If you really want to know what you should be doing online (or even, The One thing you should be doing online), my recommendation is to network in a real and authentic way. We're not talking about networking like you see at your local chamber of commerce meet-ups where people whip out business cards and throw them around like ninja stars, but networking as in:

  • Finding a networking community that shares your interests (and yes, this can be a Facebook page, LinkedIn or a handful of Blogs).
  • Making sure that everyone connected in the community has shared/similar values.
  • Adding your own value (insights, news, etc...) that helps to elevate to the community and the participants.
  • Do much more for others before asking them to do something for you (I think Chris Brogan's rule is perfect: do twelve things for others before asking them to do one thing for yourself).
  • Don't ask for business, but try to find business for everyone else.
  • Plug into the community. Sincerely. Get to know your neighbours and be helpful.

It's not sexy and it doesn't add to your bottom line... today.

...And that's why so few people do it so well, and those that do it very well are the true rock stars of their industry.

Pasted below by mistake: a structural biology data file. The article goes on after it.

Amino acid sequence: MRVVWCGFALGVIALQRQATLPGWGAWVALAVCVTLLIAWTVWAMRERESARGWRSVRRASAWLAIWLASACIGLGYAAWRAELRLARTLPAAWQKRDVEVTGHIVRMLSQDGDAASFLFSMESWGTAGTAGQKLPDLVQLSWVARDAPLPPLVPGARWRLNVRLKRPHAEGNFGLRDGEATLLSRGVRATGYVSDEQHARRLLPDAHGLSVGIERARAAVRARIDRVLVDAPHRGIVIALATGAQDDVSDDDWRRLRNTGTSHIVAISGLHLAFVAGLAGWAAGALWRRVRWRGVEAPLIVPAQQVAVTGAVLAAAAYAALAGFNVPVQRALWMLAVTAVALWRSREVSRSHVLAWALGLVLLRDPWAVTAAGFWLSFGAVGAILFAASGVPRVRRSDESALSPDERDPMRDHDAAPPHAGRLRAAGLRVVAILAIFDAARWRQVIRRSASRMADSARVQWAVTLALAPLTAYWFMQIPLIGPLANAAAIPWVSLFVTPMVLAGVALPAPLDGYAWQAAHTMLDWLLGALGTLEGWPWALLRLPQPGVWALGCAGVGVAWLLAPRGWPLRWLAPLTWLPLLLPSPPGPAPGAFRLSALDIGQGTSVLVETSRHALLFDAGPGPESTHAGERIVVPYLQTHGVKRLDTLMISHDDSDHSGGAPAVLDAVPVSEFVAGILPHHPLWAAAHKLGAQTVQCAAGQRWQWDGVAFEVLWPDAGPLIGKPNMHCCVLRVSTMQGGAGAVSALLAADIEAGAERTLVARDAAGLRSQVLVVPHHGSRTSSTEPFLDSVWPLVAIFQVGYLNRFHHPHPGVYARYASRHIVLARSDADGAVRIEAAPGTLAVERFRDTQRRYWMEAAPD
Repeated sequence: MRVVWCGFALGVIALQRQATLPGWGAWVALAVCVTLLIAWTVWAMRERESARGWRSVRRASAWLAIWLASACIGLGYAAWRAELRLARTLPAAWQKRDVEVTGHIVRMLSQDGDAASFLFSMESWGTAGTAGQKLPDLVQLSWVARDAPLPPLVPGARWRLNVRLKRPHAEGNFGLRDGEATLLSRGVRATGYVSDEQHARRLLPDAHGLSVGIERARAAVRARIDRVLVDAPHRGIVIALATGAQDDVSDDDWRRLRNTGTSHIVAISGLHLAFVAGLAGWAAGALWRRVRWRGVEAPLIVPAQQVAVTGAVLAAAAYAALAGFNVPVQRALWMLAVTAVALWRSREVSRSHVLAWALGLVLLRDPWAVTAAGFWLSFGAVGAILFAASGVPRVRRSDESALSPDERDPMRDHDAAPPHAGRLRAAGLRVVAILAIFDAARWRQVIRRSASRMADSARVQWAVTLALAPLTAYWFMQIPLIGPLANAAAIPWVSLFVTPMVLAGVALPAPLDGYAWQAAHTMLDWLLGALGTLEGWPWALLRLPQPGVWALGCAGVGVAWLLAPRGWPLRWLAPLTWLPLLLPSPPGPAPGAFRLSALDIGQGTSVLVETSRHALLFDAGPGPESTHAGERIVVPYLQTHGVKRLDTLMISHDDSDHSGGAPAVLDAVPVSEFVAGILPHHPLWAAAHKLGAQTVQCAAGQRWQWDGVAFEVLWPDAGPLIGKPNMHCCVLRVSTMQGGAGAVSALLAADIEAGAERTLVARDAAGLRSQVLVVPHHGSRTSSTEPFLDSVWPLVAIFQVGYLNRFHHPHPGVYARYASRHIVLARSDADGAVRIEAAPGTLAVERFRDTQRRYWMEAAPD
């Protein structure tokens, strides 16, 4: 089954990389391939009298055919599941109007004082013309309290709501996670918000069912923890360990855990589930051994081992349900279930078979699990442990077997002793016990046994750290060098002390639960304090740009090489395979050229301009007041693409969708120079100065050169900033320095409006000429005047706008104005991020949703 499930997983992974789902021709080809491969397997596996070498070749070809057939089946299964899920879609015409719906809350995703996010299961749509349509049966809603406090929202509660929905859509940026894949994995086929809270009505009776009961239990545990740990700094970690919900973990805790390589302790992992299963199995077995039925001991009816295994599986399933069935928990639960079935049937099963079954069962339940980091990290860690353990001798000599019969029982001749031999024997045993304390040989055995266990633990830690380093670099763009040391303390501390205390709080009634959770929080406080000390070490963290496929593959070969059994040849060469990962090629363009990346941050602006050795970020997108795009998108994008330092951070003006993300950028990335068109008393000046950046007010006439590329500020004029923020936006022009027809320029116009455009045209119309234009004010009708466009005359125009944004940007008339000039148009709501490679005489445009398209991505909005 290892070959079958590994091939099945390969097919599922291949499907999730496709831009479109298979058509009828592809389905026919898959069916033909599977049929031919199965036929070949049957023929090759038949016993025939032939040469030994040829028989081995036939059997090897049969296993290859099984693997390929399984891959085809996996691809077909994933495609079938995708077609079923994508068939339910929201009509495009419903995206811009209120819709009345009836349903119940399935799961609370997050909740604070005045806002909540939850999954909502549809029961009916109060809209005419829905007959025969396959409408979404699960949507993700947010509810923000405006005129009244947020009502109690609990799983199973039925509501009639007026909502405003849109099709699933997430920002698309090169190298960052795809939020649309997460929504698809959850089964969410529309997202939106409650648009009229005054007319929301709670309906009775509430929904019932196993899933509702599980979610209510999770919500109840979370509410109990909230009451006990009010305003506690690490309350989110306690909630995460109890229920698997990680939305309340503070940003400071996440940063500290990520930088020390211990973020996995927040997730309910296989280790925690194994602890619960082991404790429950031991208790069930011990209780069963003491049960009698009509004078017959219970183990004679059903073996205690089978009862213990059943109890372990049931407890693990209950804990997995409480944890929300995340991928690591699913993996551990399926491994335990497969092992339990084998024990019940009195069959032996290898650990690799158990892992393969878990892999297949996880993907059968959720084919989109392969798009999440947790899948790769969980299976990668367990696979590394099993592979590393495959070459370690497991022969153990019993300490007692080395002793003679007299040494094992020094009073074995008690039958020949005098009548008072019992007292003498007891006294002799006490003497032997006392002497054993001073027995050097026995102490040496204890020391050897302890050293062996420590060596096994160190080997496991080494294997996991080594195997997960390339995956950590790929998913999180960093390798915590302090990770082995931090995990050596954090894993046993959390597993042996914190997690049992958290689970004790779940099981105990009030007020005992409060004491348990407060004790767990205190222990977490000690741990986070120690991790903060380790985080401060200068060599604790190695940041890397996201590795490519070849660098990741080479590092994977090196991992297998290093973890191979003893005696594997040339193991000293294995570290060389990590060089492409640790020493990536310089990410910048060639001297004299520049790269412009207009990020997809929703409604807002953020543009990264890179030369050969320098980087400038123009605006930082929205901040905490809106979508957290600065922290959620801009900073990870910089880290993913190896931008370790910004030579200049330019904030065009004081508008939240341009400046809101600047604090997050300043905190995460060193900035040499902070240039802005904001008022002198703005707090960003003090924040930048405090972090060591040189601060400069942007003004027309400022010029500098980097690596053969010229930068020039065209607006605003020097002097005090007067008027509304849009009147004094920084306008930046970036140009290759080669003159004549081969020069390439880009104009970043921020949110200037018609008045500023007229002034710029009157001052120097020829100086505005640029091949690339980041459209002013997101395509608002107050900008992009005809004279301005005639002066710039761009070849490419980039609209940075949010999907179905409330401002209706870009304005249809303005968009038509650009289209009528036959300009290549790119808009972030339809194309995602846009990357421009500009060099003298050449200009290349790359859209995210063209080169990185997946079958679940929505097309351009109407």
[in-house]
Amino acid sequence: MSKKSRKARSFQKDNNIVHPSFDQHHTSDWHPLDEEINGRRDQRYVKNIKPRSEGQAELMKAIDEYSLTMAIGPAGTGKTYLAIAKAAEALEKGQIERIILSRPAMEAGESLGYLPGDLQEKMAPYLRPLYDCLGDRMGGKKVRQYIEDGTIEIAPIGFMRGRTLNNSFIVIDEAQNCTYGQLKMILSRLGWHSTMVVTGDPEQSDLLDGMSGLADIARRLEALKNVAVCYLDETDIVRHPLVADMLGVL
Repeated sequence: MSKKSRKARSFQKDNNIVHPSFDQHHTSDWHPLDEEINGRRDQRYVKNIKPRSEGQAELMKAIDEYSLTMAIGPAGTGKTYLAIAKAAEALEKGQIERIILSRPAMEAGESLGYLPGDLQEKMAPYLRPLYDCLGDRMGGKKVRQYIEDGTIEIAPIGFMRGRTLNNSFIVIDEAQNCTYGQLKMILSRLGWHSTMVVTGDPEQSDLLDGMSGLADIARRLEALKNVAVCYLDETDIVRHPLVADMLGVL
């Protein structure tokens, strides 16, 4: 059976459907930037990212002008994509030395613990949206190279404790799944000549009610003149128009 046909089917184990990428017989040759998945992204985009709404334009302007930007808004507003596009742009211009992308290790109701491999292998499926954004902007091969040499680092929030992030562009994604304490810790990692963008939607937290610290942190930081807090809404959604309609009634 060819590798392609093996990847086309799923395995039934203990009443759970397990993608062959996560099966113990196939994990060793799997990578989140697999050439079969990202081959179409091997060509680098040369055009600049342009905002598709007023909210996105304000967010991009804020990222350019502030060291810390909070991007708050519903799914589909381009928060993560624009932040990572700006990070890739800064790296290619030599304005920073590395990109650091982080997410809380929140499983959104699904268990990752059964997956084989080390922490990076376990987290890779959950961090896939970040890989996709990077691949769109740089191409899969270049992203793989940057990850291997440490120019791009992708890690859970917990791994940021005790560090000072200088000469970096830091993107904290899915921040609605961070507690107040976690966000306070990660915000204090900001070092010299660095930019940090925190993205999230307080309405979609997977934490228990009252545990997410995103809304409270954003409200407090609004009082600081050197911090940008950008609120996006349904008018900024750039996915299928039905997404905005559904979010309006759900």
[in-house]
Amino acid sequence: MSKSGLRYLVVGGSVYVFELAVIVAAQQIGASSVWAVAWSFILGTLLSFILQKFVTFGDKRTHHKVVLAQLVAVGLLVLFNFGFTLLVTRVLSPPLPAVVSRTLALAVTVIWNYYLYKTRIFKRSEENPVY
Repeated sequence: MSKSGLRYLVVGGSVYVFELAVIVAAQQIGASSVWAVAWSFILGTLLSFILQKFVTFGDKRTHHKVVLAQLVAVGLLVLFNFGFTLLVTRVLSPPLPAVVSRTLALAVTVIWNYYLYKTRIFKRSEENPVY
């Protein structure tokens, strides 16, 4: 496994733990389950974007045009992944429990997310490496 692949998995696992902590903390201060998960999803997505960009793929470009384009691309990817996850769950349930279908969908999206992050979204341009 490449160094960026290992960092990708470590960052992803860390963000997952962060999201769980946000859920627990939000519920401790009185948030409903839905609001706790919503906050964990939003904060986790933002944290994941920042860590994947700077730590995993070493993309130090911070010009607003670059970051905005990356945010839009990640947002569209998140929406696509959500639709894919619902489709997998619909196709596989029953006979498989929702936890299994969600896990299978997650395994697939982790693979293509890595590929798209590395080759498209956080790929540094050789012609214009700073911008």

That's what you should do online.

By Mitch Joel


Comments Comments Feed
  • Posted by Michael Bower
    Mitch Joel

    Mitch thanks for putting to words the ultimate business model.

    Be helpful. Volunteer what and who you know to people who need your kind of expertise and connections.

    It's cool that in an economy like now, this approach works.

    Reply
  • Posted by Jaylone
    Mitch Joel

    I think the key word in your first sentence is 'channel'. Too often the Internet is viewed as an end in and of itself, rather than a means to an end. Asking 'what should I do online?' is like asking 'what should I do on TV?' or 'what should I do in next week's paper?'... The Internet happens to be a great way to 'spread the word', but the most important thing is what you actually have to say. Without starting there, it's hard to be authentic. Just another way to look at what I think you are (rightly) trying to get across.